Family violence in Victoria:
- Directly affects one in five women over the course of their lifetime
- Leading contributor of preventable death, disability and illness in women aged 15-44 years
- 60,829 calls for assistance from police related to family violence in 2012/13
Source: Dept of Human Services Victoria / Victoria Police
Addressing family violence requires an integrated and collaborative response from government and non-government service providers. In 2011, the Department of Health and Human Services began investigating coordinated multi-agency approaches to strengthening family violence risk management. Strengthening Risk Management Demonstration Project pilots were established in Victoria in June 2011. As a part of these pilots, the Risk Assessment and Management Panels (RAMPs) were set up and tasked with identifying and responding to families at high risk.
“The RAMP model engages a range of stakeholders in the design, implementation and delivery of a response to high-risk family violence,” explained Kathy Mendis, RAMP Coordinator for Outer Gippsland. “It works with best practice around consent and responsibilities for duty of care to ensure the safety of women and children at risk of continuing serious harm and potential death.”
RAMPs meets monthly, and more often if necessary to develop targeted action plans to reduce specific risks and support the continued case work of professionals with individual clients.
“Under the RAMP model, member agencies propose high risk cases for other agencies to consider. Participating government and non-government agencies present information about the cases and the panel works together to develop an action plan to reduce the risk to affected family members. Cases are later reviewed and discussed at subsequent meetings,” Ms Mendis continued.
The core members of the Outer Gippsland RAMP include lead agency, Gippsland Lakes Complete Health (GLCH); Victoria Police; Community Corrections; Department of Housing; Child Protection; and local mental health, alcohol and drug, ChildFIRST and Men’s Behaviour Change services. Representatives from these services will attend all meetings. Associate members from other agencies who have particular knowledge of a case attend on a needs-basis. The Panel meetings are jointly chaired by Ailsa Carr, Executive Manager of the Family, Youth and Children’s Services Unit at GLCH and the operations support inspector for the eastern region of Victoria Police.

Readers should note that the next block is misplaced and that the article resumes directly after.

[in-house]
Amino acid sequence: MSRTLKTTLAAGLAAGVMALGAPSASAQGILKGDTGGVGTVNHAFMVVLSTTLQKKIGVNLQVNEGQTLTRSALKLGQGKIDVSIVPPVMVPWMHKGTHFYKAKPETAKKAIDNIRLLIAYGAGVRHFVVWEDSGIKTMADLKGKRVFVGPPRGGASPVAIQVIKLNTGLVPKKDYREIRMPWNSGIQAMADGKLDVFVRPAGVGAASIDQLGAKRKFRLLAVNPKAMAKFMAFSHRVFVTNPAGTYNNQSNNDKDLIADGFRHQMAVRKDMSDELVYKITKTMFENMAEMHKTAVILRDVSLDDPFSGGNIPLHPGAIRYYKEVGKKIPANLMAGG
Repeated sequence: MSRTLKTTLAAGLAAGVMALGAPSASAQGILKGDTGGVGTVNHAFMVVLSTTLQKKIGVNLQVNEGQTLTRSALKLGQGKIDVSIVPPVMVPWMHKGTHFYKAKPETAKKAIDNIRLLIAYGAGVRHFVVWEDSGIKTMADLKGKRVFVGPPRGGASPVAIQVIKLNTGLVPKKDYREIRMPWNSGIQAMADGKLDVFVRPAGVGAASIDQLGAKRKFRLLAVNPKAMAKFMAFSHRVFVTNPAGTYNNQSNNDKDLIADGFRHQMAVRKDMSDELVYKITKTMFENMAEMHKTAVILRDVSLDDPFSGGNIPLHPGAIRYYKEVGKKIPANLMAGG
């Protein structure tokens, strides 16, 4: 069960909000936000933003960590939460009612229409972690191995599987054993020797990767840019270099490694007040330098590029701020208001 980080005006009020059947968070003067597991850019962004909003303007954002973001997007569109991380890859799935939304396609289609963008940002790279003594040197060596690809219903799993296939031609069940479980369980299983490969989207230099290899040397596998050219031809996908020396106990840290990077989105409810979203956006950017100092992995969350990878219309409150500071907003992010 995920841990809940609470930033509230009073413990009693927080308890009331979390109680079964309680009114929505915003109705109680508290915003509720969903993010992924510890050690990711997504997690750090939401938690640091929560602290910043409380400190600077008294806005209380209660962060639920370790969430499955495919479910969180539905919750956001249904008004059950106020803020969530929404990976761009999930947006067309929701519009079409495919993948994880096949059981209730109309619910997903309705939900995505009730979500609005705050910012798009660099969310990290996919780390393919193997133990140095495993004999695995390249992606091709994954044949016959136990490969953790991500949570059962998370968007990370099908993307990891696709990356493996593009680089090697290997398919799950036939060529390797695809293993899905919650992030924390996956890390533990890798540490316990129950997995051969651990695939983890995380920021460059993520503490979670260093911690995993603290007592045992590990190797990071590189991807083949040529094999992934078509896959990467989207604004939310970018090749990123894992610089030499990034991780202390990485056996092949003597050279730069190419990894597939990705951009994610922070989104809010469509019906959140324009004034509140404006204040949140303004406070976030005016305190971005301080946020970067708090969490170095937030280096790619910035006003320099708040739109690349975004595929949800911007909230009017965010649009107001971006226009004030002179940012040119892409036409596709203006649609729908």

“RAMPs are not a substitute for the existing system but work to enhance the response to this high risk group,” said Ms Mendis. “Women referred to a RAMP are identified as being at a high and imminent risk of serious harm from family violence and require an immediate risk assessment and action plan to lessen or prevent the threat to her (and her children’s) life, health, safety and wellbeing,” she explained. “The majority of RAMP cases are referred with the consent of the women experiencing the violence. Police will often initiate these referrals. In all cases, the lead agencies advocate on behalf of the woman at the centre of the process.”
GLCH looks forward to driving the Outer Gippsland RAMP and believes that it will contribute significantly to prevent or reduce the number of incidences of women and children getting seriously assaulted because of family violence in the region. Any service provider working with victims of family violence or women and children identified ‘at risk’ of experiencing family violence are encouraged to make a referral to Ms Mendis who is based at GLCH’s Bairnsdale premises.
Ailsa Carr – Executive Manager, Family, Youth and Children’s Services at GLCH and Co-chair RAMP, Outer Gippsland Region
Mark Edwards – Inspector, Eastern Region, Division 6 Operations Support, Victoria Police and Co-chair RAMP, Outer Gippsland Region
Kathy Mendis – Risk Assessment and Management Coordinator Outer Gippsland Region at GLCH